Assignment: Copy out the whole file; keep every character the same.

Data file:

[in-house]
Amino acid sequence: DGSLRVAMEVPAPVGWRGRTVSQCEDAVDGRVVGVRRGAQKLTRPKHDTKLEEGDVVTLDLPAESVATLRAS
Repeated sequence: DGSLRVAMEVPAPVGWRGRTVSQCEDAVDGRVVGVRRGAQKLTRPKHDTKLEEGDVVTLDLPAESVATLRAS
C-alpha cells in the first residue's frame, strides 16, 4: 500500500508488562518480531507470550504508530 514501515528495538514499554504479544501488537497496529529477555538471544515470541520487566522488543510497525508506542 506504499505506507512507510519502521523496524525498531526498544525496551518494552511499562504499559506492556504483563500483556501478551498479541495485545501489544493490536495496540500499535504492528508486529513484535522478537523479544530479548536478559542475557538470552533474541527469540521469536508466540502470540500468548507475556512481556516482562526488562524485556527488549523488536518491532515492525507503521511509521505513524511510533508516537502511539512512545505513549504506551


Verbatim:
[in-house]
Amino acid sequence: DGSLRVAMEVPAPVGWRGRTVSQCEDAVDGRVVGVRRGAQKLTRPKHDTKLEEGDVVTLDLPAESVATLRAS
Repeated sequence: DGSLRVAMEVPAPVGWRGRTVSQCEDAVDGRVVGVRRGAQKLTRPKHDTKLEEGDVVTLDLPAESVATLRAS
C-alpha cells in the first residue's frame, strides 16, 4: 500500500508488562518480531507470550504508530 514501515528495538514499554504479544501488537497496529529477555538471544515470541520487566522488543510497525508506542 506504499505506507512507510519502521523496524525498531526498544525496551518494552511499562504499559506492556504483563500483556501478551498479541495485545501489544493490536495496540500499535504492528508486529513484535522478537523479544530479548536478559542475557538470552533474541527469540521469536508466540502470540500468548507475556512481556516482562526488562524485556527488549523488536518491532515492525507503521511509521505513524511510533508516537502511539512512545505513549504506551